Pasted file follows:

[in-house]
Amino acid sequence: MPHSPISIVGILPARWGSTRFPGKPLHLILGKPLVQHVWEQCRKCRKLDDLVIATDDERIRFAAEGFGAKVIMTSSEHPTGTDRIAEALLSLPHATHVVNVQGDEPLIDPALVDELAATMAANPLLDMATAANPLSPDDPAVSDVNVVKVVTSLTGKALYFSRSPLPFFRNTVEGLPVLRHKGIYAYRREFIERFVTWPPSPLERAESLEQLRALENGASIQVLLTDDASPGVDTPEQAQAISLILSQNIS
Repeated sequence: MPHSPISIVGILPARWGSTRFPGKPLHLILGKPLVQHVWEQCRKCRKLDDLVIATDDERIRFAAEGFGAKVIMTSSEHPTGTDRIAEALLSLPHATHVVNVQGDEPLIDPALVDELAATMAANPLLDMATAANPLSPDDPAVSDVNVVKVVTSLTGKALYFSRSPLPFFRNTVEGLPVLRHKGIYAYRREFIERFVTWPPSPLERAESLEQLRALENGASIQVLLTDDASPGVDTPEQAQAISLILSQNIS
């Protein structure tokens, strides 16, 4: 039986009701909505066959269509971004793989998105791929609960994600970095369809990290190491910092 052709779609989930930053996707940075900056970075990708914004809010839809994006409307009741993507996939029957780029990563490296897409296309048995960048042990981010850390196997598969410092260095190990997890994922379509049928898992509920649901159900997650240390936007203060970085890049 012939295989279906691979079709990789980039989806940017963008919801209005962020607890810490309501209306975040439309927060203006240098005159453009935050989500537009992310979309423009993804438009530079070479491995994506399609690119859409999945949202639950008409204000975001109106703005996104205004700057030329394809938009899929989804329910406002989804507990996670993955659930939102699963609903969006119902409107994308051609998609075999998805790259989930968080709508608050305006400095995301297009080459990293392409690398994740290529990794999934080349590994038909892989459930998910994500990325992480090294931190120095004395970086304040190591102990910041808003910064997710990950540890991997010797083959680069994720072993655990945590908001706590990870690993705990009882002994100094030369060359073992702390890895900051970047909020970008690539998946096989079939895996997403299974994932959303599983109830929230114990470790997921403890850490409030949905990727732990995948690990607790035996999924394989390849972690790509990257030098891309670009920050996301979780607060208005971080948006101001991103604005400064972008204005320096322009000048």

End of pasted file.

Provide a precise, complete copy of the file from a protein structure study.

[in-house]
Amino acid sequence: MPHSPISIVGILPARWGSTRFPGKPLHLILGKPLVQHVWEQCRKCRKLDDLVIATDDERIRFAAEGFGAKVIMTSSEHPTGTDRIAEALLSLPHATHVVNVQGDEPLIDPALVDELAATMAANPLLDMATAANPLSPDDPAVSDVNVVKVVTSLTGKALYFSRSPLPFFRNTVEGLPVLRHKGIYAYRREFIERFVTWPPSPLERAESLEQLRALENGASIQVLLTDDASPGVDTPEQAQAISLILSQNIS
Repeated sequence: MPHSPISIVGILPARWGSTRFPGKPLHLILGKPLVQHVWEQCRKCRKLDDLVIATDDERIRFAAEGFGAKVIMTSSEHPTGTDRIAEALLSLPHATHVVNVQGDEPLIDPALVDELAATMAANPLLDMATAANPLSPDDPAVSDVNVVKVVTSLTGKALYFSRSPLPFFRNTVEGLPVLRHKGIYAYRREFIERFVTWPPSPLERAESLEQLRALENGASIQVLLTDDASPGVDTPEQAQAISLILSQNIS
């Protein structure tokens, strides 16, 4: 039986009701909505066959269509971004793989998105791929609960994600970095369809990290190491910092 052709779609989930930053996707940075900056970075990708914004809010839809994006409307009741993507996939029957780029990563490296897409296309048995960048042990981010850390196997598969410092260095190990997890994922379509049928898992509920649901159900997650240390936007203060970085890049 012939295989279906691979079709990789980039989806940017963008919801209005962020607890810490309501209306975040439309927060203006240098005159453009935050989500537009992310979309423009993804438009530079070479491995994506399609690119859409999945949202639950008409204000975001109106703005996104205004700057030329394809938009899929989804329910406002989804507990996670993955659930939102699963609903969006119902409107994308051609998609075999998805790259989930968080709508608050305006400095995301297009080459990293392409690398994740290529990794999934080349590994038909892989459930998910994500990325992480090294931190120095004395970086304040190591102990910041808003910064997710990950540890991997010797083959680069994720072993655990945590908001706590990870690993705990009882002994100094030369060359073992702390890895900051970047909020970008690539998946096989079939895996997403299974994932959303599983109830929230114990470790997921403890850490409030949905990727732990995948690990607790035996999924394989390849972690790509990257030098891309670009920050996301979780607060208005971080948006101001991103604005400064972008204005320096322009000048």